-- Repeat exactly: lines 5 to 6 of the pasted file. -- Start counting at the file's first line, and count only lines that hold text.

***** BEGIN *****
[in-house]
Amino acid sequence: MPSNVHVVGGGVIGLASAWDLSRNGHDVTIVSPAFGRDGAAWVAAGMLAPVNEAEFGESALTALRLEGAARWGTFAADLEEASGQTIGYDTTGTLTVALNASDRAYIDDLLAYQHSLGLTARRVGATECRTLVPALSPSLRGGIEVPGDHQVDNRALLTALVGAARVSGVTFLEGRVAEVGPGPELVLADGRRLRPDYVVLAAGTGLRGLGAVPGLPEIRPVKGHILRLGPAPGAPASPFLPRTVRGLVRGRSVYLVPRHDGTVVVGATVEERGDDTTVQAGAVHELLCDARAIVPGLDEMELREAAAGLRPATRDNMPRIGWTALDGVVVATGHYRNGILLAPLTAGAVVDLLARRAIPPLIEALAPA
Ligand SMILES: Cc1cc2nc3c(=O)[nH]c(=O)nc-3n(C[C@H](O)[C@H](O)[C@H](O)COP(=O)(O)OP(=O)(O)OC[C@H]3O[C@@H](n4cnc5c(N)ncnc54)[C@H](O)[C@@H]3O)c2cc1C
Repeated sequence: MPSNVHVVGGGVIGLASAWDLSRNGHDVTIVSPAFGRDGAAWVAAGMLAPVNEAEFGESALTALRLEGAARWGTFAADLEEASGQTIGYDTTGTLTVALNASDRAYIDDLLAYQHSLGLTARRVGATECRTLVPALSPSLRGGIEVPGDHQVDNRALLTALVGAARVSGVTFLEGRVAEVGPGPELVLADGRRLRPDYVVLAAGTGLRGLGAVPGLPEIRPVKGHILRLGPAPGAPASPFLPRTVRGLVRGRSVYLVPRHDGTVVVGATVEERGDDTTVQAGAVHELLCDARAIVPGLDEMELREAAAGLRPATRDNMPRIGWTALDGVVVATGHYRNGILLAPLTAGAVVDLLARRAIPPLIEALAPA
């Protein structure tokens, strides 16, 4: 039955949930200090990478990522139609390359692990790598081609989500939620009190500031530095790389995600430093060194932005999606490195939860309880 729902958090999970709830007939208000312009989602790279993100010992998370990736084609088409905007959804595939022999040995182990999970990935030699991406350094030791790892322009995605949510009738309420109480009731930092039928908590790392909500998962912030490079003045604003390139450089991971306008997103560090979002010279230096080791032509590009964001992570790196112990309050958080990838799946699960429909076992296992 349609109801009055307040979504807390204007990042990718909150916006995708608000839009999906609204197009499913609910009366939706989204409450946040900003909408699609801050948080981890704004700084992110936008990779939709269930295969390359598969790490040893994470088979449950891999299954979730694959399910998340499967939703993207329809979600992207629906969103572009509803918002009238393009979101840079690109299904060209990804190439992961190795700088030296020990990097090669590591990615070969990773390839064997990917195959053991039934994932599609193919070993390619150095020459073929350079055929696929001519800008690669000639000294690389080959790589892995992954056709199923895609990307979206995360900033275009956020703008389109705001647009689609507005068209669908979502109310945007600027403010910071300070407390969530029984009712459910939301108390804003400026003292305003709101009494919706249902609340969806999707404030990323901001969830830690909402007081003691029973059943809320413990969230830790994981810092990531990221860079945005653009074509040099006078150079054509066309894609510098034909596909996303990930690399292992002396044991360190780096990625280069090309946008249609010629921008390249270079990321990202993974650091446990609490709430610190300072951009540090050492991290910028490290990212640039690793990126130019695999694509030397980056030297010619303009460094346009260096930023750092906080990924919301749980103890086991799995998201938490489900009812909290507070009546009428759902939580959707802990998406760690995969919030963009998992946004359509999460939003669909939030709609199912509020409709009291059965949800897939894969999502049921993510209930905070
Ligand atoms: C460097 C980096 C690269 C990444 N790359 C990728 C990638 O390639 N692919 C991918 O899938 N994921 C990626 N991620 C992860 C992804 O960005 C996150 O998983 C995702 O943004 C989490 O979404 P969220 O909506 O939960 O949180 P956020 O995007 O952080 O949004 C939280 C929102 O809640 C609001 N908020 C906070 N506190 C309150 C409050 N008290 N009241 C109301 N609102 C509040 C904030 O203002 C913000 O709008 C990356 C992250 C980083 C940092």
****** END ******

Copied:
């Protein structure tokens, strides 16, 4: 039955949930200090990478990522139609390359692990790598081609989500939620009190500031530095790389995600430093060194932005999606490195939860309880 729902958090999970709830007939208000312009989602790279993100010992998370990736084609088409905007959804595939022999040995182990999970990935030699991406350094030791790892322009995605949510009738309420109480009731930092039928908590790392909500998962912030490079003045604003390139450089991971306008997103560090979002010279230096080791032509590009964001992570790196112990309050958080990838799946699960429909076992296992 349609109801009055307040979504807390204007990042990718909150916006995708608000839009999906609204197009499913609910009366939706989204409450946040900003909408699609801050948080981890704004700084992110936008990779939709269930295969390359598969790490040893994470088979449950891999299954979730694959399910998340499967939703993207329809979600992207629906969103572009509803918002009238393009979101840079690109299904060209990804190439992961190795700088030296020990990097090669590591990615070969990773390839064997990917195959053991039934994932599609193919070993390619150095020459073929350079055929696929001519800008690669000639000294690389080959790589892995992954056709199923895609990307979206995360900033275009956020703008389109705001647009689609507005068209669908979502109310945007600027403010910071300070407390969530029984009712459910939301108390804003400026003292305003709101009494919706249902609340969806999707404030990323901001969830830690909402007081003691029973059943809320413990969230830790994981810092990531990221860079945005653009074509040099006078150079054509066309894609510098034909596909996303990930690399292992002396044991360190780096990625280069090309946008249609010629921008390249270079990321990202993974650091446990609490709430610190300072951009540090050492991290910028490290990212640039690793990126130019695999694509030397980056030297010619303009460094346009260096930023750092906080990924919301749980103890086991799995998201938490489900009812909290507070009546009428759902939580959707802990998406760690995969919030963009998992946004359509999460939003669909939030709609199912509020409709009291059965949800897939894969999502049921993510209930905070
Ligand atoms: C460097 C980096 C690269 C990444 N790359 C990728 C990638 O390639 N692919 C991918 O899938 N994921 C990626 N991620 C992860 C992804 O960005 C996150 O998983 C995702 O943004 C989490 O979404 P969220 O909506 O939960 O949180 P956020 O995007 O952080 O949004 C939280 C929102 O809640 C609001 N908020 C906070 N506190 C309150 C409050 N008290 N009241 C109301 N609102 C509040 C904030 O203002 C913000 O709008 C990356 C992250 C980083 C940092």